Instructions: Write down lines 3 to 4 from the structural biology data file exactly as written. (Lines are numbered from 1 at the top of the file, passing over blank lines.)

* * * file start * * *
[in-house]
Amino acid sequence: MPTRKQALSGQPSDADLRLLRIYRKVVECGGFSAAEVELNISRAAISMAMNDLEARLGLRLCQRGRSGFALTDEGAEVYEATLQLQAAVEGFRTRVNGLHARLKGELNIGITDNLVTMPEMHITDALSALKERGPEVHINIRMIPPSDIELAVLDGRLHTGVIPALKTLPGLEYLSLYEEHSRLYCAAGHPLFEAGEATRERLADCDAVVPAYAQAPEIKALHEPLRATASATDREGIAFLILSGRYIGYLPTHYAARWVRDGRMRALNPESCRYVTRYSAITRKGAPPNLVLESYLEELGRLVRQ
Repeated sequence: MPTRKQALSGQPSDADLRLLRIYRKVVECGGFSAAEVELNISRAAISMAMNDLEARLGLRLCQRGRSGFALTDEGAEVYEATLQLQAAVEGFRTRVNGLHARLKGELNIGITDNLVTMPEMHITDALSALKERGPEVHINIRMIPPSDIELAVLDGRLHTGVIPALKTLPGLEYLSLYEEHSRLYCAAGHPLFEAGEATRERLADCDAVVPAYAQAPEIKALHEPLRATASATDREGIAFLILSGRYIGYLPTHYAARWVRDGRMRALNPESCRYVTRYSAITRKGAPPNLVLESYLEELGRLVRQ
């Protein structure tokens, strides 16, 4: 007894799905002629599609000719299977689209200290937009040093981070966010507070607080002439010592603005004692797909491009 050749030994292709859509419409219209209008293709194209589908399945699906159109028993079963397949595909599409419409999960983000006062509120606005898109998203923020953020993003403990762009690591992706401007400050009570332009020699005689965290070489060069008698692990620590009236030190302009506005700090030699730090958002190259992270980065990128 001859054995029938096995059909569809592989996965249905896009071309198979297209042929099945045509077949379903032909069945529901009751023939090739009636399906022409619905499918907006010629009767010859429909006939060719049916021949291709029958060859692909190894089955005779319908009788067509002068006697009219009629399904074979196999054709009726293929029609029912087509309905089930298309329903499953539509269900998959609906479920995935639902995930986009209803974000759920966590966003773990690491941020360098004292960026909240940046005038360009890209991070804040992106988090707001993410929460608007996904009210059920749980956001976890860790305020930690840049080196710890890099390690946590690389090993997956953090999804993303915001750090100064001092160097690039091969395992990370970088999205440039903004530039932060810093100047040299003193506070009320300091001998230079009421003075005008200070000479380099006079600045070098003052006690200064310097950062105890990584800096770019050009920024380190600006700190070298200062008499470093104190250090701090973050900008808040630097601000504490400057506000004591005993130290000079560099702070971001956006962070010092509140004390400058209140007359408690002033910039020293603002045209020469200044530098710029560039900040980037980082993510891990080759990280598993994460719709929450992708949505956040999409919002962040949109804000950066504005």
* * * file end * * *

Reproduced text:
Repeated sequence: MPTRKQALSGQPSDADLRLLRIYRKVVECGGFSAAEVELNISRAAISMAMNDLEARLGLRLCQRGRSGFALTDEGAEVYEATLQLQAAVEGFRTRVNGLHARLKGELNIGITDNLVTMPEMHITDALSALKERGPEVHINIRMIPPSDIELAVLDGRLHTGVIPALKTLPGLEYLSLYEEHSRLYCAAGHPLFEAGEATRERLADCDAVVPAYAQAPEIKALHEPLRATASATDREGIAFLILSGRYIGYLPTHYAARWVRDGRMRALNPESCRYVTRYSAITRKGAPPNLVLESYLEELGRLVRQ
């Protein structure tokens, strides 16, 4: 007894799905002629599609000719299977689209200290937009040093981070966010507070607080002439010592603005004692797909491009 050749030994292709859509419409219209209008293709194209589908399945699906159109028993079963397949595909599409419409999960983000006062509120606005898109998203923020953020993003403990762009690591992706401007400050009570332009020699005689965290070489060069008698692990620590009236030190302009506005700090030699730090958002190259992270980065990128 001859054995029938096995059909569809592989996965249905896009071309198979297209042929099945045509077949379903032909069945529901009751023939090739009636399906022409619905499918907006010629009767010859429909006939060719049916021949291709029958060859692909190894089955005779319908009788067509002068006697009219009629399904074979196999054709009726293929029609029912087509309905089930298309329903499953539509269900998959609906479920995935639902995930986009209803974000759920966590966003773990690491941020360098004292960026909240940046005038360009890209991070804040992106988090707001993410929460608007996904009210059920749980956001976890860790305020930690840049080196710890890099390690946590690389090993997956953090999804993303915001750090100064001092160097690039091969395992990370970088999205440039903004530039932060810093100047040299003193506070009320300091001998230079009421003075005008200070000479380099006079600045070098003052006690200064310097950062105890990584800096770019050009920024380190600006700190070298200062008499470093104190250090701090973050900008808040630097601000504490400057506000004591005993130290000079560099702070971001956006962070010092509140004390400058209140007359408690002033910039020293603002045209020469200044530098710029560039900040980037980082993510891990080759990280598993994460719709929450992708949505956040999409919002962040949109804000950066504005």